Duncan Hopwood

What’s the backstory?

January 13, 2016

Ever been in another country or even just a different city and found the news in the local paper unfathomable (and not just because it’s in a language you don’t speak)? It’s probably because you don’t know the backstory.

In fiction – novels, films and tv series – a backstory is the history or background of the character, stuff that happened before the story you’re reading or watching but which influences the way characters behave. Often we learn by means of a flashback of the childhood events that shaped the hero’s personality.

In news stories, the backstory is everything that’s gone on before. Journalists will sometimes treat you to a bit of a flashback to put a story in context but generally you’re expected as a news consumer to be up to speed with the history behind the big stories of today, and to be familiar with the main characters.

The stories that often get the most traction are the ones that develop an existing story, add a new chapter if you like. So the latest politician to be caught fiddling his or her expenses – or just charging for something extraordinary – gets top billing because it builds on the story of the MPs’ expenses scandal, which everyone who reads the news in the UK knows about already.

Another way to think of this is seeing if your story can be tied to a vogue theme. These change over time but may last for years. So vogue themes of the 1980s such as AIDS and the environment have been replaced with migration and religious extremism.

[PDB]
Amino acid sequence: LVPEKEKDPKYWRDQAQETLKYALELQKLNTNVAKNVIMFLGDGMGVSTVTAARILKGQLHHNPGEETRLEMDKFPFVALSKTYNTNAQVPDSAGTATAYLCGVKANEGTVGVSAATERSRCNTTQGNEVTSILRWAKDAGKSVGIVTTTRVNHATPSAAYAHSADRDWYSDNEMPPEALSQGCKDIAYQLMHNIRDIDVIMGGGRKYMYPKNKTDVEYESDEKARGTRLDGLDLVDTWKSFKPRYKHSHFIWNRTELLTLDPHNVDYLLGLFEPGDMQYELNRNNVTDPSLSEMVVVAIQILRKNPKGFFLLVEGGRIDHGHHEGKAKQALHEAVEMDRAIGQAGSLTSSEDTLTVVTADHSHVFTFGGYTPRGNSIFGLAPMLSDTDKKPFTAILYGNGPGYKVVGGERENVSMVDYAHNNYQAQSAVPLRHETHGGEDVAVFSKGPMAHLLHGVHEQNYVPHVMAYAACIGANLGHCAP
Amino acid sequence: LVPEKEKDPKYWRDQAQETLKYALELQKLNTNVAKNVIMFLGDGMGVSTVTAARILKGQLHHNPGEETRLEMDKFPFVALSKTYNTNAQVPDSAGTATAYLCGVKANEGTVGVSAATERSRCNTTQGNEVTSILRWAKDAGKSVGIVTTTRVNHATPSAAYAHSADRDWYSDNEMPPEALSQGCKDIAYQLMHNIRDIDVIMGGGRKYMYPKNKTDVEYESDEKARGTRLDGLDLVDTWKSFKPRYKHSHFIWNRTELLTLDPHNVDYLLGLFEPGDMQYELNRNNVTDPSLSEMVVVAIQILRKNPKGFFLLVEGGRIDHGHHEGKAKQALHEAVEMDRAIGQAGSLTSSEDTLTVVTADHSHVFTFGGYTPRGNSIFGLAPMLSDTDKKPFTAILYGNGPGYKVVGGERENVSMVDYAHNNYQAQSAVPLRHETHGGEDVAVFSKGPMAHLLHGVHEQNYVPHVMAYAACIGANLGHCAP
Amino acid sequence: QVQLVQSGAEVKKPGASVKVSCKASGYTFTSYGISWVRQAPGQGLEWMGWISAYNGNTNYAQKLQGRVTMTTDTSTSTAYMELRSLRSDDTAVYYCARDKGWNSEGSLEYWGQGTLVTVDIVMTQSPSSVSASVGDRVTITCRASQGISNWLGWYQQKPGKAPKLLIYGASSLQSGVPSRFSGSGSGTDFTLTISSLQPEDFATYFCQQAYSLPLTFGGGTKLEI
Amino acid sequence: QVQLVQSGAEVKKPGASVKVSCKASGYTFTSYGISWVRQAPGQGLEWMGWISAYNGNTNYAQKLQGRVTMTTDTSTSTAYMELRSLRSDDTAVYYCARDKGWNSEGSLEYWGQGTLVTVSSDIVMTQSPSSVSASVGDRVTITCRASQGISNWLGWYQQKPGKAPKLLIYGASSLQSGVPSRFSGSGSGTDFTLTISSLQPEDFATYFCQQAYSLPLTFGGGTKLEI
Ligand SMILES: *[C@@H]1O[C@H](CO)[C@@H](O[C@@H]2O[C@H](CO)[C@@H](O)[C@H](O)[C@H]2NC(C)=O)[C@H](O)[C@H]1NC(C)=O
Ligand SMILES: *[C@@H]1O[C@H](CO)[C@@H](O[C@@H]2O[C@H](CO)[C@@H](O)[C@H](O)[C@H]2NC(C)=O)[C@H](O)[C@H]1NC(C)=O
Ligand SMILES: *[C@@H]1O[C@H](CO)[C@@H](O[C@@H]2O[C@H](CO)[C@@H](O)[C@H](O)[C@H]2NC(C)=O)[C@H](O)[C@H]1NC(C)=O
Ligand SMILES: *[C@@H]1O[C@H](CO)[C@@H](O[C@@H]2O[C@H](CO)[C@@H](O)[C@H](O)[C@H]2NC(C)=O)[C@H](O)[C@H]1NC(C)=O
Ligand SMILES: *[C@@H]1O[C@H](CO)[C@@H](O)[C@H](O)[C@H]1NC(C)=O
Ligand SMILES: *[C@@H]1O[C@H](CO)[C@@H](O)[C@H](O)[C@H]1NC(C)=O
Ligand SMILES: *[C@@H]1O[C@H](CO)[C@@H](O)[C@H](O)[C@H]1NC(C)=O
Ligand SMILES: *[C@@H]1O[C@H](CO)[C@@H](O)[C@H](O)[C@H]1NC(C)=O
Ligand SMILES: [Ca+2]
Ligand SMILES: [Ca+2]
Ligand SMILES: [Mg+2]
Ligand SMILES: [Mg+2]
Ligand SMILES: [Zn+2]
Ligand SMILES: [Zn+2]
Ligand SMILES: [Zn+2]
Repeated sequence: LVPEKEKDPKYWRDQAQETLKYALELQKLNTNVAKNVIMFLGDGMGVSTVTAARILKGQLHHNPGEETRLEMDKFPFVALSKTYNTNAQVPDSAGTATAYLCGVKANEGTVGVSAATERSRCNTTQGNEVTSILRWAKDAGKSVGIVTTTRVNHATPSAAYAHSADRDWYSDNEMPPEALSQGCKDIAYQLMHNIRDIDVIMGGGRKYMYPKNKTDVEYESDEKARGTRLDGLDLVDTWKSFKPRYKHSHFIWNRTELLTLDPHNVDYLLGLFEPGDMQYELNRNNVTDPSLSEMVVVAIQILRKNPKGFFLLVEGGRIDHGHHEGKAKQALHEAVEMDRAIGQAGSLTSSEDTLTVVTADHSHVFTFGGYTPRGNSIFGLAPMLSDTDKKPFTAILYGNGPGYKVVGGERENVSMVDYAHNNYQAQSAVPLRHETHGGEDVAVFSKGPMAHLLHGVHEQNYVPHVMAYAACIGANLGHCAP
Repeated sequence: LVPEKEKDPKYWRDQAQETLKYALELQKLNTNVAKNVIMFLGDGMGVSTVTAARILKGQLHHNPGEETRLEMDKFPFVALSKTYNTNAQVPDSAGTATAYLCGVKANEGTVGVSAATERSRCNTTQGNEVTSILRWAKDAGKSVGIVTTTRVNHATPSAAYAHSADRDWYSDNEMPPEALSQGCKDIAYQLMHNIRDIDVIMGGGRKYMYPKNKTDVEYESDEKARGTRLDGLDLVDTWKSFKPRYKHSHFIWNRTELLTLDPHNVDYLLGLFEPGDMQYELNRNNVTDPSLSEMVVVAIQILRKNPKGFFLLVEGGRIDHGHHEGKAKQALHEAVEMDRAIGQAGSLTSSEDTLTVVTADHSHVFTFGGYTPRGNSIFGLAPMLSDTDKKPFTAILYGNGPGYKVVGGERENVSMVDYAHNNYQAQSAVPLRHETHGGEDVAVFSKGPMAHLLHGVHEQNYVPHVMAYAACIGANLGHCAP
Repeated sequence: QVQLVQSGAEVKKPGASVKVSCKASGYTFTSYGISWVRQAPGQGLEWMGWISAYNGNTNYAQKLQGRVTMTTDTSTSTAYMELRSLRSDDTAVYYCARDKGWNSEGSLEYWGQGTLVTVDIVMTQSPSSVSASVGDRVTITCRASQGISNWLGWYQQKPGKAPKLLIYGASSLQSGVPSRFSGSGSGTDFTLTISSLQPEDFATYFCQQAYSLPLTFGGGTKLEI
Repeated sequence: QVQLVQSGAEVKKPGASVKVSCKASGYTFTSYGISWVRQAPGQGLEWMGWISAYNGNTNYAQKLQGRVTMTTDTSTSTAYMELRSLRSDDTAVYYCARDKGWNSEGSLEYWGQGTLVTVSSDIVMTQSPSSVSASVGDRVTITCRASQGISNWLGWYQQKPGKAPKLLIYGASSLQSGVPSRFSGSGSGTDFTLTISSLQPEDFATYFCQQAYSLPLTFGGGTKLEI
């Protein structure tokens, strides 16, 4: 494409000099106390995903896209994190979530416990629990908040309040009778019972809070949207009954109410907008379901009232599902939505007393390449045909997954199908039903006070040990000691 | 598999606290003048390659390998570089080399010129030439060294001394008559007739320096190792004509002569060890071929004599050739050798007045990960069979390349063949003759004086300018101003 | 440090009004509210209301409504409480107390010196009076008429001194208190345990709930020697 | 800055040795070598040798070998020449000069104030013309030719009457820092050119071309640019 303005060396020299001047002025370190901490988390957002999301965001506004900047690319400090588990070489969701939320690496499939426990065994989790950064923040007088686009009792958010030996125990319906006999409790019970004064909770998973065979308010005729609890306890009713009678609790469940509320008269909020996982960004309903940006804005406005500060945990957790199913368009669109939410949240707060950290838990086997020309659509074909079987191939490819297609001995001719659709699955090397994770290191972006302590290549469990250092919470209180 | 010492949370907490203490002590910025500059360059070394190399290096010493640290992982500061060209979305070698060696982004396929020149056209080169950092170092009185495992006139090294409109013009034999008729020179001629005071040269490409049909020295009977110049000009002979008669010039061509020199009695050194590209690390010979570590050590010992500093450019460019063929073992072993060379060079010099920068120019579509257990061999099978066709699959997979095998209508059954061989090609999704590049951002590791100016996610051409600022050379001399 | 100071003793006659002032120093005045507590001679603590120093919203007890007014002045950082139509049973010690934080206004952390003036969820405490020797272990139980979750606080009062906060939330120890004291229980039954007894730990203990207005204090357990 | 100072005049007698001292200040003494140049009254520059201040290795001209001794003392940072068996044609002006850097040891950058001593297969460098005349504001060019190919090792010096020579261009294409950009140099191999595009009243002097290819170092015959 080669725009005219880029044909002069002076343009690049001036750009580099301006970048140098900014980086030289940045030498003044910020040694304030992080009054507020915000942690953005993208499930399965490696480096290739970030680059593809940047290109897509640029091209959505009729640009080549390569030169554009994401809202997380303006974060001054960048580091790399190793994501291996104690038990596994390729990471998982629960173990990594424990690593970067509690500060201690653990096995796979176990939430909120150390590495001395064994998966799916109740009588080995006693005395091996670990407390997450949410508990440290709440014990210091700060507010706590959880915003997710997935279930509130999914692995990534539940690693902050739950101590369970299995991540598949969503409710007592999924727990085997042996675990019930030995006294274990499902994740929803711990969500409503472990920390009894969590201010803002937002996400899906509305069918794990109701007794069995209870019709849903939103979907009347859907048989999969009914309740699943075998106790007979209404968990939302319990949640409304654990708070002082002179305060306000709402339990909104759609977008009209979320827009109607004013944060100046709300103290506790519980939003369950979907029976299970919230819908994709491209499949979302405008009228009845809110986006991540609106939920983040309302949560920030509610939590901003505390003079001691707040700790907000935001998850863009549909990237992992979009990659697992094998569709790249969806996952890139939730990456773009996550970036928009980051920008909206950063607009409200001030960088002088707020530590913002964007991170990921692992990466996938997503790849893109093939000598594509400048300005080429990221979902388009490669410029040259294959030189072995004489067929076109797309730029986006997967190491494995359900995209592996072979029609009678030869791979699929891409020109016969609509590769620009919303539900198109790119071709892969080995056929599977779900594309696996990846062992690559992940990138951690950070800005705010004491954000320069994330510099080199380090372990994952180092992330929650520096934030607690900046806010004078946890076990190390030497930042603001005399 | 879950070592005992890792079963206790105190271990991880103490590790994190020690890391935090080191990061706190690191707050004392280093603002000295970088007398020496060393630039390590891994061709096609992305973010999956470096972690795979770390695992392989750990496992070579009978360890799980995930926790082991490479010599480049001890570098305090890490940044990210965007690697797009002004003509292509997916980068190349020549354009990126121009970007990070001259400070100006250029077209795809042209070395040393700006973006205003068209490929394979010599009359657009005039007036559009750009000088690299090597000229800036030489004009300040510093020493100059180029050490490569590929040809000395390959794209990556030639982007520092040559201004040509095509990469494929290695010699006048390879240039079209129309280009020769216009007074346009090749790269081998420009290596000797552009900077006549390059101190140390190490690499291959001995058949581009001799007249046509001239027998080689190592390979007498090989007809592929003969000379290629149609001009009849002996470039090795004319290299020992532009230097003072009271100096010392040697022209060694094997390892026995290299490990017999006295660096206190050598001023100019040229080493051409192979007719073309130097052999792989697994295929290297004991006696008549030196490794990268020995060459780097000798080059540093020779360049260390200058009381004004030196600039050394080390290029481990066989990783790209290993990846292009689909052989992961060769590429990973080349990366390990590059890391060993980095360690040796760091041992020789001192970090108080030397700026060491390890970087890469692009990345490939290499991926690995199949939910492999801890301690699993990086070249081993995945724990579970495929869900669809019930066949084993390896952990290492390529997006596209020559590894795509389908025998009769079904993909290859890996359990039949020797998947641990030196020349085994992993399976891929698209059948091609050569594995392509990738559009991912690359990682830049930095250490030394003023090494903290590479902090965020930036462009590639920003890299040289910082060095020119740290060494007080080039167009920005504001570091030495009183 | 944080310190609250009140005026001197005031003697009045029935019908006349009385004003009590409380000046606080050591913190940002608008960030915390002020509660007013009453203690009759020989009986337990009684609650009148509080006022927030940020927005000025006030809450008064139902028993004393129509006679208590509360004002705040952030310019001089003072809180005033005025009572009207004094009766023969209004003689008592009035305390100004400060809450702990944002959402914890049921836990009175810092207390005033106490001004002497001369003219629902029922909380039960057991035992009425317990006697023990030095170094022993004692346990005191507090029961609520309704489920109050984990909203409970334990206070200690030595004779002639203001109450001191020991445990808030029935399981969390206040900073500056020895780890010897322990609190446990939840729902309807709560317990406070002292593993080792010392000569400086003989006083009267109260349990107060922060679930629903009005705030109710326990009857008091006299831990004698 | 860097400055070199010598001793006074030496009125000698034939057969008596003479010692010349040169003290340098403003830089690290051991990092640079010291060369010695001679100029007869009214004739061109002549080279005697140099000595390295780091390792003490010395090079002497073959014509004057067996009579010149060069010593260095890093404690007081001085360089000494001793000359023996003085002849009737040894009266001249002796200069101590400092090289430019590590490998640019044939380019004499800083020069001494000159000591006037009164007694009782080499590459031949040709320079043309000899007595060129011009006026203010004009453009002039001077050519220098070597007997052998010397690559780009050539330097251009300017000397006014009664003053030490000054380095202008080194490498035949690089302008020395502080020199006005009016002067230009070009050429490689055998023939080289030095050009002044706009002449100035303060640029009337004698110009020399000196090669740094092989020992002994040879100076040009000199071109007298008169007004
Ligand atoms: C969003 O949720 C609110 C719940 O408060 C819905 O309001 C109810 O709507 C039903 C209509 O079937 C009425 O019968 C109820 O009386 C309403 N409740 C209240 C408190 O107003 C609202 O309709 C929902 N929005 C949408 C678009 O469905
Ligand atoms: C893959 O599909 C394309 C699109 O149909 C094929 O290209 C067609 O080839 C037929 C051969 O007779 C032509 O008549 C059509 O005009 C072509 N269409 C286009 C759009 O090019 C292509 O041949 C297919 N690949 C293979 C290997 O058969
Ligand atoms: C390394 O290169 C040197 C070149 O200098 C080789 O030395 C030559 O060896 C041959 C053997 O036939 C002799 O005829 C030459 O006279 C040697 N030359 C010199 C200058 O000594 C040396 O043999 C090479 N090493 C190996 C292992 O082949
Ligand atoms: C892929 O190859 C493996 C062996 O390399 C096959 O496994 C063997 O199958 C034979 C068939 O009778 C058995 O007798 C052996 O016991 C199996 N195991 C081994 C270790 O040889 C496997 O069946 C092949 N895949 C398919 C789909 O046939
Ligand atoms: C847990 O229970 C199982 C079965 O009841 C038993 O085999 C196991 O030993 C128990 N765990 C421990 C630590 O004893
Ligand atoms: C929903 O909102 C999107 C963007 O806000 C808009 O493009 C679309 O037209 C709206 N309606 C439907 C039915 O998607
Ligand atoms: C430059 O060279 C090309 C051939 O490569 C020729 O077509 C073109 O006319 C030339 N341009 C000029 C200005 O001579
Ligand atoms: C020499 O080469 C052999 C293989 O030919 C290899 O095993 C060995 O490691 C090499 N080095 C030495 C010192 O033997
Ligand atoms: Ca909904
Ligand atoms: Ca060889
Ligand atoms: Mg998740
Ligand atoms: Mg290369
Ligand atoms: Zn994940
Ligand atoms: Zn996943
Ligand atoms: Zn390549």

Most brands won’t want to be associated with subjects like that but for groups such as think tanks, they provide a wealth of opportunity to do research, write papers and be talking heads giving their take on the latest chapter in the story.

There are plenty of other, less contentious themes that companies could piggy back on with a bit of thought – student debt, commercial space travel, house prices and sustainable energy, to name just a few that sprang to mind when we asked around the office.

Even if you can’t tap into one of those stories, you can give your own characters a back story by ensuring you don’t make the mistake of failing to put your story in context. Explain how you got here, tell your character’s rags to riches story or the way they have finally found a solution after years of searching for the answer to a problem.

Make your characters resonate. Inject some emotion. Insert a human element. The most successful true stories have a lot in common with fiction.